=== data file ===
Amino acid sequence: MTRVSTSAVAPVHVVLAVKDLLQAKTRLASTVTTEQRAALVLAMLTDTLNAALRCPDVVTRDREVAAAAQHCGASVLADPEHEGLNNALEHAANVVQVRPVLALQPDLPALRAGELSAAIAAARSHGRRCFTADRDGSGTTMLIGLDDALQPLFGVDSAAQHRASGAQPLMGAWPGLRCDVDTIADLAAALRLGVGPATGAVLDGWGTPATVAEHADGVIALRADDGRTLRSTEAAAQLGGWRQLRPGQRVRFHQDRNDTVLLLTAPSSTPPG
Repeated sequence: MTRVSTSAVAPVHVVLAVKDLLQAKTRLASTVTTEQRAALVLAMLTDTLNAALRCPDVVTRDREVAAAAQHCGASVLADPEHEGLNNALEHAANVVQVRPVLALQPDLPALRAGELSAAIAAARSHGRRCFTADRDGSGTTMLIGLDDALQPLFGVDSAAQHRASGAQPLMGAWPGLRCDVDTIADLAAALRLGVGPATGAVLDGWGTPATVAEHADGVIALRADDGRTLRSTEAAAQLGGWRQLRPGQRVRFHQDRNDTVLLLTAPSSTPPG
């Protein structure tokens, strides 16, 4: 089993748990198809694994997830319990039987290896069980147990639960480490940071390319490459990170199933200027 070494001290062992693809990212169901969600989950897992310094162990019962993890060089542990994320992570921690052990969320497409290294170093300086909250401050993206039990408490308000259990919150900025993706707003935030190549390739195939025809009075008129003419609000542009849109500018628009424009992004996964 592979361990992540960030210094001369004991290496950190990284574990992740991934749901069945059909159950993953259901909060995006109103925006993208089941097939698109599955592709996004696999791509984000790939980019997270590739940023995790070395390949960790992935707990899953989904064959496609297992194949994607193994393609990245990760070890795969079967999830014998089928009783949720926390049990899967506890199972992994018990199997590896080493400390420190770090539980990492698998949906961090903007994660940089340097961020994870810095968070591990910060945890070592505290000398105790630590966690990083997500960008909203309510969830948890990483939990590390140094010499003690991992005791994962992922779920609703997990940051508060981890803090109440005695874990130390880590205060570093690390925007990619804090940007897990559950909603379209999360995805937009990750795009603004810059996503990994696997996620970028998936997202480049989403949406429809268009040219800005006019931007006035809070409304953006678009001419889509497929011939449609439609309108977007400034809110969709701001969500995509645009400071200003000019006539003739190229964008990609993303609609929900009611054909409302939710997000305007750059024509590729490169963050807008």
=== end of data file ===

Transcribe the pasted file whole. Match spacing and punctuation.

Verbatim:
Amino acid sequence: MTRVSTSAVAPVHVVLAVKDLLQAKTRLASTVTTEQRAALVLAMLTDTLNAALRCPDVVTRDREVAAAAQHCGASVLADPEHEGLNNALEHAANVVQVRPVLALQPDLPALRAGELSAAIAAARSHGRRCFTADRDGSGTTMLIGLDDALQPLFGVDSAAQHRASGAQPLMGAWPGLRCDVDTIADLAAALRLGVGPATGAVLDGWGTPATVAEHADGVIALRADDGRTLRSTEAAAQLGGWRQLRPGQRVRFHQDRNDTVLLLTAPSSTPPG
Repeated sequence: MTRVSTSAVAPVHVVLAVKDLLQAKTRLASTVTTEQRAALVLAMLTDTLNAALRCPDVVTRDREVAAAAQHCGASVLADPEHEGLNNALEHAANVVQVRPVLALQPDLPALRAGELSAAIAAARSHGRRCFTADRDGSGTTMLIGLDDALQPLFGVDSAAQHRASGAQPLMGAWPGLRCDVDTIADLAAALRLGVGPATGAVLDGWGTPATVAEHADGVIALRADDGRTLRSTEAAAQLGGWRQLRPGQRVRFHQDRNDTVLLLTAPSSTPPG
């Protein structure tokens, strides 16, 4: 089993748990198809694994997830319990039987290896069980147990639960480490940071390319490459990170199933200027 070494001290062992693809990212169901969600989950897992310094162990019962993890060089542990994320992570921690052990969320497409290294170093300086909250401050993206039990408490308000259990919150900025993706707003935030190549390739195939025809009075008129003419609000542009849109500018628009424009992004996964 592979361990992540960030210094001369004991290496950190990284574990992740991934749901069945059909159950993953259901909060995006109103925006993208089941097939698109599955592709996004696999791509984000790939980019997270590739940023995790070395390949960790992935707990899953989904064959496609297992194949994607193994393609990245990760070890795969079967999830014998089928009783949720926390049990899967506890199972992994018990199997590896080493400390420190770090539980990492698998949906961090903007994660940089340097961020994870810095968070591990910060945890070592505290000398105790630590966690990083997500960008909203309510969830948890990483939990590390140094010499003690991992005791994962992922779920609703997990940051508060981890803090109440005695874990130390880590205060570093690390925007990619804090940007897990559950909603379209999360995805937009990750795009603004810059996503990994696997996620970028998936997202480049989403949406429809268009040219800005006019931007006035809070409304953006678009001419889509497929011939449609439609309108977007400034809110969709701001969500995509645009400071200003000019006539003739190229964008990609993303609609929900009611054909409302939710997000305007750059024509590729490169963050807008």